Bird Dogs Afield host Paul Fuller is the gun dog columnist for Northwoods Sporting Journal. The Journal has granted permission to re-print Paul’s articles. Thank you Northwoods Sporting Journal.

Northwoods Sporting Journal

Crate Train Your Dog            

The benefits of having crate trained dogs are numerous. I can’t imagine what it would be like without our dogs being crate trained. First, if properly trained, a crate provides security for both a puppy and an adult dog. The crate should be, in the dog’s mind, considered a safe place. A crate is a place that belongs to the dog. A place that is comfortable and provides a place to relax.

For the dog owner, a crate provides piece of mind. If you need to leave the dog unsupervised, you know the dog will not be tearing up the house. Also, if traveling, the crate keeps everything in order if staying in a motel. You can leave the dog in their crate while going out to eat. Also, you make points with motel management if you tell them your dog(s) stay in a crate during your stay. In addition, our dogs always have one hour of quite time in their crate after being fed. This practice helps avoid bloat.

Crate training should begin with the day you get your new puppy. Crate training for an older dog is more difficult.

There are numerous types of dog crates. We use the wire fold-out crate. We can easily see our dogs and be aware of what’s going on in the crate. Plus, if traveling, they’re easy to fold up and put in our vehicle. The size of the crate should depend upon the size of your dog. Crate manufacturers usually list the size and weight of the dogs that fit into each crate. Dogs do not want to urinate or deficate on their bedding. So, for a puppy, be sure the crate is not too big.

Make the crate a warm and comfortable place to be. We use Mud River Dog Product crate pads and then add a small blanket or two. Dogs like to create their own nest so provide what they need for their nest. Since our dogs may be unsupervised at times, we do not put toys in their crate.

As with any dog training, approach crate training with enthusiasm and a happy voice. This approach helps the puppy/dog feel this is good stuff they’re learning.

Now, let’s begin the training process. As with most of our puppy training, we use bait to obtain the desired behavior. With the crate all set up with bedding, open the door. Put a piece of bait directly in front of the crate with the crate door open. We use homemade jerky, however, a small piece of hot dog will work fine. Over a period of one day, repeat this exercise three times. Do not pick up the puppy and place inside the crate. The next day, put the bait right in front of the crate once and then just inside the crate two times. If using small pieces of hot dog, the pup will smell the bait if it’s not seen. As the pup steps into the crate, softly and in a happy tone, say “crate”. The third day, repeat the inside the crate exercise three times. The third time, shut the door and leave the pup in the crate for a few minutes. Make sure the puppy can still see you. On the fourth day and beyond, simply extend the time the pup is in the crate. After one week, you should begin just using the command “crate” and no longer use bait. Also, you should now walk into another room and not allow the puppy to see you for a few minutes.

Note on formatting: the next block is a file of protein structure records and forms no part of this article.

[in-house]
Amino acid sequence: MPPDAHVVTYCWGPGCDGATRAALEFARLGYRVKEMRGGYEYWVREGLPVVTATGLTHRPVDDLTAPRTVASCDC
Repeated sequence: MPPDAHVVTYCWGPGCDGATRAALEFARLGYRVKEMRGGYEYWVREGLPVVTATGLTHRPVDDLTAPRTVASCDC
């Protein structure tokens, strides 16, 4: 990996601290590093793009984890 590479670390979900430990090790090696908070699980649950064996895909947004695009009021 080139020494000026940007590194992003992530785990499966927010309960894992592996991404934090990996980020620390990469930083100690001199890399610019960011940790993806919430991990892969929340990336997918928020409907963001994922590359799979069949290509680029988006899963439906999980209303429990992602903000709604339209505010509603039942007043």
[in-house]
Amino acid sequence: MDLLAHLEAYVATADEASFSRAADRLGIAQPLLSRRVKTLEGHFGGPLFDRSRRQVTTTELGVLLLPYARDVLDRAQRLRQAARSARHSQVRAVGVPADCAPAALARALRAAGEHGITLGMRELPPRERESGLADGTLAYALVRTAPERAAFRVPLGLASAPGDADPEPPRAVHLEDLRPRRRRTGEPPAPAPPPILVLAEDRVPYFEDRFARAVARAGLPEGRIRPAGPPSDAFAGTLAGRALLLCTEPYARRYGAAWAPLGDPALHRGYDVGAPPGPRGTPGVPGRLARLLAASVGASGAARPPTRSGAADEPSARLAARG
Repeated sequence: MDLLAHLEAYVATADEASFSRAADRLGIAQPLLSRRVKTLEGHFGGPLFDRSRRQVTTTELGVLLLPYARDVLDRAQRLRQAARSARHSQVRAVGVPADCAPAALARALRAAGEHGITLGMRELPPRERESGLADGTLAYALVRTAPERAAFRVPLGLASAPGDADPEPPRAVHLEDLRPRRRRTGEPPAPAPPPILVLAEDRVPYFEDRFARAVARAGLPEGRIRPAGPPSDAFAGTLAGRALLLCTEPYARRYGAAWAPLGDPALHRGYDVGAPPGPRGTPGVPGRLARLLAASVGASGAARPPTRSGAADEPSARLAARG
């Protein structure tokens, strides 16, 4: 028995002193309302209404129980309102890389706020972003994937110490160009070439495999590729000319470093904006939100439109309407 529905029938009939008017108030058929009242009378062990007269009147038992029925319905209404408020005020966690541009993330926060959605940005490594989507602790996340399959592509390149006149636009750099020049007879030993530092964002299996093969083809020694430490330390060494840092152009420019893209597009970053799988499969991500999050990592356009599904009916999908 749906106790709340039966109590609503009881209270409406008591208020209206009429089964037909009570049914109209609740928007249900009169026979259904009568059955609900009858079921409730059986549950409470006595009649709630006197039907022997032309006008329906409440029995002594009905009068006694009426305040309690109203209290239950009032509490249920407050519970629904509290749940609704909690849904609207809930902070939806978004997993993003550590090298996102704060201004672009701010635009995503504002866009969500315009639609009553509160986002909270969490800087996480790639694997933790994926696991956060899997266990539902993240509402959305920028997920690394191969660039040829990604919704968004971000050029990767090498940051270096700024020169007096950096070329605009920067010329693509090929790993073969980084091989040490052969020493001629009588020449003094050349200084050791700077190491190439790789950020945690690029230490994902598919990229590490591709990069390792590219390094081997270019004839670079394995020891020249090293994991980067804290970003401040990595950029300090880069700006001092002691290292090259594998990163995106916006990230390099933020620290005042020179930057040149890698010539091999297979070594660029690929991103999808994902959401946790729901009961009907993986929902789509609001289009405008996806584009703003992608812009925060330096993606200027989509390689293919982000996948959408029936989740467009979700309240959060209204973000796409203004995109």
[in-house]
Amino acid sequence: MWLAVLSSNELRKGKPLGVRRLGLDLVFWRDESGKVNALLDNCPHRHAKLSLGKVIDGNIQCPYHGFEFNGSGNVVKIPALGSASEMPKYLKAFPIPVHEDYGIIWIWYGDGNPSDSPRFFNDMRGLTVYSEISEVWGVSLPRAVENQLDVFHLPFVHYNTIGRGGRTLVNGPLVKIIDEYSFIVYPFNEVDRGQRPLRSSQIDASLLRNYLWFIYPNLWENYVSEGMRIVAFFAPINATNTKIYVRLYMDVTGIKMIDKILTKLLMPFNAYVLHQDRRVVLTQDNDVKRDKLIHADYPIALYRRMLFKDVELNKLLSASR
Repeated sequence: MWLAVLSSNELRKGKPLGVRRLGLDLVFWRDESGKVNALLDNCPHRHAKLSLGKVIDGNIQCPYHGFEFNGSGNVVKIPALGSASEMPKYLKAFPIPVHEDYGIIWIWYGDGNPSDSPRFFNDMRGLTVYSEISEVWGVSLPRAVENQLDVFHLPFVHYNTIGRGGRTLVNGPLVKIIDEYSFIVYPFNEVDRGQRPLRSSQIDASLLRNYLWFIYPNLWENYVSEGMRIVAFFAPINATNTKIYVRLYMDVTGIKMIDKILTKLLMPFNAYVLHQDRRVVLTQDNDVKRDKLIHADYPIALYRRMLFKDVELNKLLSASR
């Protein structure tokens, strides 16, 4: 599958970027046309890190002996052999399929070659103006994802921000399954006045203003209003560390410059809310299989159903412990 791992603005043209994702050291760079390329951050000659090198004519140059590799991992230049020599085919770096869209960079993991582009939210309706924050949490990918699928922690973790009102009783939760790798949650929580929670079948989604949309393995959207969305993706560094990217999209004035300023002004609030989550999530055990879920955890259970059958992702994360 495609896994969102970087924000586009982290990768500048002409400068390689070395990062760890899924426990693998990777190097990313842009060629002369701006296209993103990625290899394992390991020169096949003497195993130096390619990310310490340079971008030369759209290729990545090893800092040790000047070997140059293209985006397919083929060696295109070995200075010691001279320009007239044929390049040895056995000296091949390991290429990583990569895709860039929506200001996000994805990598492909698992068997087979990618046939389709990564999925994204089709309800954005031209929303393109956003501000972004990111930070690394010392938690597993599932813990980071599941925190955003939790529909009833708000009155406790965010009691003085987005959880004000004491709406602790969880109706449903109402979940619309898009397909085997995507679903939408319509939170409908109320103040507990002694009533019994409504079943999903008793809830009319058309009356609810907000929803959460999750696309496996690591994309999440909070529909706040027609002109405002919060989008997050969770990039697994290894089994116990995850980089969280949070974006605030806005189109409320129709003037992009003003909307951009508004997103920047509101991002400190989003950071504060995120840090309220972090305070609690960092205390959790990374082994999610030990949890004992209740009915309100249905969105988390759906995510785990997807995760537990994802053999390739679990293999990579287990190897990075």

An important point to make is that you should not respond to whining or howling when you leave the room. If you respond, you’ve quickly taught the pup that he can get what he wants by crying. Ignore the fuss and it will eventually stop.

After you have left the pup in the crate for at least 30 minutes and you’ve disappeared into another room, it’s time to go outside. Try staying outside for 15 minutes. Then return like nothing happened. Gradually extend your outside time. Here are a couple of tips before leaving the pup for an extended period of time. Make sure he’s been outside to poop and pee. And, make sure he’s had some exercise. Both will help him relax and most likely even sleep.

We have a rule in our house. A puppy is never left in a crate for than one hour. An adult dog is never left in a crate for more than three hours except at night when they happily sleep in their crates. If longer, boredom may settle in and the dog becomes anxious or even destructive.

Please remember that a properly crate trained dog is a happy dog. Also remember that crate training is like any other training. When you run into a roadblock, simply step back and repeat the previous step.

Copyright 2020 Paul Fuller

Paul and his wife Susan are co-hosts of Bird Dogs Afield TV ( Paul can be contacted at